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Raising a Reader: Tips from the School Librarian

Who better to chat with about inspiring children to love reading than the school librarian? Ruth Senske has helped countless children develop a love of reading since she began her career as a librarian in 1967. She currently serves as the librarian at Christ Community Lutheran School.

How can parents inspire a love of reading in their children?
I can think of several ways. First, a parent needs to set the example by having their children observe them enjoy reading. Also, parents can create rituals by setting aside time every day or evening to read books together. Finally, parents should have good books at home and can encourage a love of reading by visiting libraries and bookstores together.

What advice do you have for parents whose children struggle with reading?

I would encourage a parent to intentionally set time aside to read together. You also want to make sure that the reading level of a book is not too difficult for a child. It is important that a child feels a sense of accomplishment by being able to read the book.

What is the biggest change you have noticed in children’s reading habits over the course of your career?

Today’s children tend to read less traditional books and spend more time with technology and playing technology-related games. Also, families have gotten busier and so there seems to be less time available for a family to read together. The challenge for parents and schools going forward will be to create a learning culture that combines the best of what technology has to offer and couple it with a renewed understanding of the continuing power that books play in developing a child’s brain and spurring his or her imagination.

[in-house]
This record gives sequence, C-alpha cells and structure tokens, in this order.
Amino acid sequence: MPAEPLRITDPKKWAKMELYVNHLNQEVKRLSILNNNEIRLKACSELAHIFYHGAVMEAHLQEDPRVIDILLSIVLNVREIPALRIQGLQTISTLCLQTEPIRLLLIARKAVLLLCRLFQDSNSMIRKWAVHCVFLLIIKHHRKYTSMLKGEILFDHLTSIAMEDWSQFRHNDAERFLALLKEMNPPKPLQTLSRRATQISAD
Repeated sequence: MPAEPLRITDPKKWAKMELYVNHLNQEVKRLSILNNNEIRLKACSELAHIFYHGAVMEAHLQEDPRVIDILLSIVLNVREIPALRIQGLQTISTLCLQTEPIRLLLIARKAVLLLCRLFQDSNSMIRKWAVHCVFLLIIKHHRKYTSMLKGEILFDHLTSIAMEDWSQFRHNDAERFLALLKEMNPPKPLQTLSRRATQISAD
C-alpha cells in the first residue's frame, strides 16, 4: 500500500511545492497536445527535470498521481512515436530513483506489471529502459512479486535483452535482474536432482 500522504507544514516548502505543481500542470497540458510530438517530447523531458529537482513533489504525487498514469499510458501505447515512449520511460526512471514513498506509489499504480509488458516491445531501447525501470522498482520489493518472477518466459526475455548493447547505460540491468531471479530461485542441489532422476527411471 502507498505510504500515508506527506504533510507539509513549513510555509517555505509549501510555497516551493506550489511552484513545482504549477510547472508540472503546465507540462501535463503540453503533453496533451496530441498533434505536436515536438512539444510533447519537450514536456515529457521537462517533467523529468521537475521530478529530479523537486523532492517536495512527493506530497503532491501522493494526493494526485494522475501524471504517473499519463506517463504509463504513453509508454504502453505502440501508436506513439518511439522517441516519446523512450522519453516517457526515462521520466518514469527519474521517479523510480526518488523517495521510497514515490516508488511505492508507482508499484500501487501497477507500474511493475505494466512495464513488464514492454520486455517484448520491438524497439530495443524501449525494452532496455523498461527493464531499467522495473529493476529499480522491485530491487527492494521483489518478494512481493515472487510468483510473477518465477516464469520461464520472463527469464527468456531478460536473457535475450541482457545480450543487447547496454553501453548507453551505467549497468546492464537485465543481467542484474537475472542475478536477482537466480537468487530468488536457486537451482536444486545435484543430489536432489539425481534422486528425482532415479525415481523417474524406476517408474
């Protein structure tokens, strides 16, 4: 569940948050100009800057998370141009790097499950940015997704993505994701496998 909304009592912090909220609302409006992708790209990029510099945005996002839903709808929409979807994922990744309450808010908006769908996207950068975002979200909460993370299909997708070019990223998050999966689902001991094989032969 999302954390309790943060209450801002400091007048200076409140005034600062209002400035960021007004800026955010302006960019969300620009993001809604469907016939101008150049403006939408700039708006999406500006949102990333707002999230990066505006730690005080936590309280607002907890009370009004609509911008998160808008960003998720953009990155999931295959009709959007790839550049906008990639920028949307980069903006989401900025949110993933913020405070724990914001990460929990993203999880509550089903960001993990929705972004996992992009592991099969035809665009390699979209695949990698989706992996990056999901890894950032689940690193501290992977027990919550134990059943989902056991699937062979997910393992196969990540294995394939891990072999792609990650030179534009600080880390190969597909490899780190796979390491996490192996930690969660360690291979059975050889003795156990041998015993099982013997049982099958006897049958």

What books should every child read before leaving grade school?

There are so many that come to mind. If forced to choose, I would lean towards selecting books that are considered “classics,” books for which parents and their children can share a common love. Books in this category include Anne Frank: The Diary of a Young Girl; Alice’s Adventures in Wonderland; The Lion, the Witch and the Wardrobe; and Charlotte’s Web. For younger children my favorites include Goodnight Moon; Madeline; The Tale of Peter Rabbit; and of course, anything by Dr. Seuss!

Your son has authored a number of books. What was it like to have Kurt as a student when he was in grade school?

It was a joy. Kurt was an easy, eager student. The difficulty I had was that he wanted to answer all of the questions, and so oftentimes I would have to ignore him so that I could call on someone else. It was probably harder on him than me!

How can books compete with technology for a child’s attention?

This is the 64-million-dollar question. I have always felt that if a book is well written and has a great story line it will grab a child’s attention. What parents and teachers will have to continue to assess is how to blend seamlessly the best of what technology has to offer while still emphasizing the need to read “traditional” books, as both are still necessary as we teach children how to read and help them imagine and explore new worlds. 

What do you love most about being a librarian? 

I enjoy having the opportunity to help a child choose the right book, a book that will interest and educate him or her in the process. Also, I love searching for and publicizing good new books so that others can enjoy as well.



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